• I Left the A-Rank Party starts with main character Yoke Feldio getting fed up with his party treating him like a chore boy due to him being The Red Mage Support Party Member and decides to quit. While the party takes this in stride at first, a couple chapters later show them struggling on the fourth floor of a dungeon where they've previously been able to make it to the tenth floor, at least. It's at this point that it's revealed that, while the party was able to make it to A-Rank, not only did they overestimate their base combat abilities (i.e. the strength that they had without support magic), they had also ranked up without any actual knowledge of the usefulness of certain items (like monster repellants) and they didn't have a surplus of healing items, nearly leading to the death of one of their party members. And guess who helped with all of those issues?
  • In I'm Glad They Kicked Me From The Hero's Party... but why’re you following me, Great Saintess?, the Hero banishes the party's supporter, Ariake, due to his having not been blessed with any "special skills", ignorant that his hidden skills had contributed to massive power increases for all the party members until he'd already left and they found themselves severely weakened without him. The aforementioned Great Saintess is the sole person in the party that was fully aware of Ariake's contributions and saw this coming, chewing the rest of the team out for their stupidity a few weeks later when they cockily enter a dungeon and nearly die early on due to lack of preparation, after which she leaves the party in order to find Ariake and confess her love for him.
  • The (former) Hero party from I Stopped Working Because I Was Expelled From The Hero's Party After They Denounced Me as a Coward disintegrates from the personality flaws of its own members after they get rid of martial artist Nicola (quite literally stabbing him In the Back in the process). The arrogant hero gets his ass kicked by the Demon Lord and his power sucked out, and of his two Battle Harem members, one winds up captured by the Demon Lord's army and the other lands in prison.
  • Journey to the West: Every now and then, Pigsy and Sandy grow tired of Wukong (who admittedly is a dick whenever he can get away with it), talk Xuanzang into kicking him out of the team, and then all of them get into a big mess that only Wukong can fix. Rinse, repeat, rinse, repeat...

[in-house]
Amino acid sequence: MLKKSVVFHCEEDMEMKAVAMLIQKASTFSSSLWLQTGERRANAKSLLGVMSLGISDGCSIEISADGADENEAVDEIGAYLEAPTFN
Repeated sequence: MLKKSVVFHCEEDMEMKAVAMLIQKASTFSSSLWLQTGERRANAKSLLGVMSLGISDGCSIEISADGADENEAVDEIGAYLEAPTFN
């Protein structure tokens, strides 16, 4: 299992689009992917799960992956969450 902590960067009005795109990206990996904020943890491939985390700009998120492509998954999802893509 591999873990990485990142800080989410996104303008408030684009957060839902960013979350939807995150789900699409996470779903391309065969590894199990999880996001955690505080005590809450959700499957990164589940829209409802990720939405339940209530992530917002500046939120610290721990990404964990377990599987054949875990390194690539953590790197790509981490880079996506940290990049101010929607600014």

• KonoSuba:
    • The series pulls both an inversion and zigzag when Kazuma and Dust switch parties after the latter displays jealousy of Kazuma's Battle Harem. By the end of the day, Dust's party is impressed with Kazuma's competence, skills and creative thinking, while Dust is unable to handle the girls from Kazuma's party and begs him to switch back. The zigzagging part comes from the fact that Dust's departure didn't affect his own team too much, so the switch back mostly came down to tolerance and preference.
    • Later in the series, it's shown that in the right circumstances Kazuma's party are genuinely amazing. Aqua's healing powers and mastery of art means that she heals any wounded just about instantly and can rebuild damaged portions of the fortress walls to be even stronger than before, Darkness gains the admiration of the frontline fighters due to being able to Draw Aggro and tank just about anything the Demon King's army throws at her, and Megumin's Explosion Magic far exceeds anything the other magic users in the fortress have. Kazuma himself is openly despised as a "mere" Adventurer, the lowest possible class. However, it's also shown that as an adventuring party, only Kazuma is able to handle the idiosyncrasies of the girls and direct them effectively as a team. In addition, it's also shown that thanks to Kazuma taking advantage of the fact Adventurers can learn any skill (in addition to his abilities mentioned above), he can actually be an astoundingly dangerous opponent. He demonstrates this by absolutely plowing through the Royal Guard (made up of high-ranking warriors and wizards) twice.
  • My Repair Skill Became An Almighty Cheat features the protagonist Luke who is scorned as "eternal E-rank" by the adventurer's guild because he only has one skill [Repair] and has been unable to take part in combat for decades. As he's serving as an Utility Party Member for the "Hero" party under Falcon, days deep in a dangerous dungeon, Falcon himself carelessly disrupts and misplaces the barrier protecting the party's supplies. When the party realizes their supplies have been looted by monsters, Luke has the blame dumped entirely on him, and when he protests his innocence, Blanc, the White Mage of the party paralyzes him and has the party leave him to die, under the pretext that with one less mouth to feed, they can better ration what remains. Sure, Falcon also had a [Repair] skill, but he wasn't as good as Luke, so Falcon's sword breaks during the climactic battle from lack of proper maintenance. Luke, on the other hand, reaches max-level in his [Repair] skill and becomes a genuine and famed hero as a result.